Consider this scenario:
The Andersons drive off the floor of their local Cadillac dealership in a gorgeous, brand-new Escalade. As they enjoy the smell of new leather seats and tinker with it’s Sirius XM radio, they are confident that the pricey monthly payments will be worth it. They have full coverage insurance in force. Everything is taken care of and nothing could stop their bliss!
Except for their 16-year-old son, Tyler.
Contrary to common sense, they lend Tyler the keys to the car a month later. After Tyler loses control of the car on a slippery road and crashes into a tree, the Anderson’s prized Escalade is on its way to the junkyard, a total loss.
But the car payments keep coming. Didn’t they have full coverage? Why are they still paying for a car that is now only good for scrap metal?
The Andersons didn’t have GAP (guaranteed auto protection) coverage and they needed it. You might, too, so it’s important to know what it is and how it works.
GAP Insurance 101
As the name implies, GAP insurance fills the gap between what you owe on a vehicle and what the car is actually worth. When you insure an automobile, your coverage is based on the vehicle’s actual worth—not what you paid for it.
As we all know, a brand-new vehicle immediately depreciates once it’s driven off the lot. If the amount you owe is greater than the actual value of the vehicle—and sometimes this can be a difference of thousands of dollars—you still have to pay for what you owe on the vehicle once the insurance company compensates you for the vehicle’s value. For example, a car that was $25,000 brand new may be worth only $18,000 after one year! That’s a depreciation of more than 25 percent and a gap of $7,000!
Who Needs GAP Insurance?
You should look at GAP insurance in case you total your vehicle so that you’re not stuck paying car payments on a car you don’t even have any longer. If you lease a car, it’s almost certain you’ll need to carry GAP insurance. If you own a car, here are scenarios that indicate you would benefit by having GAP coverage:
- You are financing your car for 60 months or more. The longer you are paying on a car, the more the car’s value is depreciating as you are still paying off the original sticker price.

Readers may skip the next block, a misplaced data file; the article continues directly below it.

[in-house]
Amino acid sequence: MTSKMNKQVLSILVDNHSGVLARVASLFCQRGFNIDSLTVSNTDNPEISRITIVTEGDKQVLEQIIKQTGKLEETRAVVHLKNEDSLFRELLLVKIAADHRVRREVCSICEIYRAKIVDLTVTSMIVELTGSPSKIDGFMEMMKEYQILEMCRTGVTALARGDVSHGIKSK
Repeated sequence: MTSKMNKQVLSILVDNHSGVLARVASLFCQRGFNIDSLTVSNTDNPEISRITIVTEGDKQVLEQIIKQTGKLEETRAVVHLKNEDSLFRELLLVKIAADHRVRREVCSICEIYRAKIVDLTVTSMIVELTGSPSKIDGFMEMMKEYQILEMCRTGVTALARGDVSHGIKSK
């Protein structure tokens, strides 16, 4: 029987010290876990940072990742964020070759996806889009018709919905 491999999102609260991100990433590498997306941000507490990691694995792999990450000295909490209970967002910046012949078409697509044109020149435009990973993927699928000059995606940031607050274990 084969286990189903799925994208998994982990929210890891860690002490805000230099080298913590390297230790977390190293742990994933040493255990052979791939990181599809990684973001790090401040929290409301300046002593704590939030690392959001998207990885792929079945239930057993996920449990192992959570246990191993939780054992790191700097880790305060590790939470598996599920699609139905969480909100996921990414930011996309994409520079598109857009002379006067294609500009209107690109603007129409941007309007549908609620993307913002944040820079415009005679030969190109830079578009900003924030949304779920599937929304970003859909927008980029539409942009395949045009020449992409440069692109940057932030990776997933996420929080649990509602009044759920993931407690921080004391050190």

- You made no down payment or a small one—less than 20 percent. Again, you are likely paying on your loan much more than the auto is worth.
- You drive a lot. More miles—15,000 or more annually—drives down a car’s worth very quickly.
- You have a vehicle that doesn’t hold its value over time.
- Any other case where you have negative equity on your car (you owe more than the car is worth.)
Who Doesn’t Need GAP Insurance?
Most people don’t need GAP insurance. You just need to do the math. If your car is paid for, GAP insurance makes no sense—you don’t owe anything on it. If you’re still making payments but owe less than the car’s value for whatever reason, you don’t need GAP insurance either.
It’s also possible to need GAP insurance at one stage of owning your car and not later. For example, the brand-new Escalade mentioned above definitely needed GAP insurance upon purchase. However, if Randall had made a huge down payment, thus reducing his monthly payments to below the car’s value, GAP insurance would have been unnecessary. Likewise, if Randall made more than the monthly minimum payment, it’s possible he could have canceled his GAP coverage once his amount owed became less than the vehicle’s value.
Always review your coverage to make sure you aren’t paying for something that has no real value to you.
Where Can You Get GAP Insurance?
Your dealer can offer GAP insurance, but often it’s cheaper to go with a regular auto insurance carrier. As always, shopping around can give you the best deal.
The good news is that GAP insurance doesn’t cost a bundle—maybe only 5 to 6 percent of your yearly premiums. However, if you are in a situation where GAP insurance would be prudent, this relatively small annual cost can save your toast if the worst happens and your pricey new car is totaled in an accident.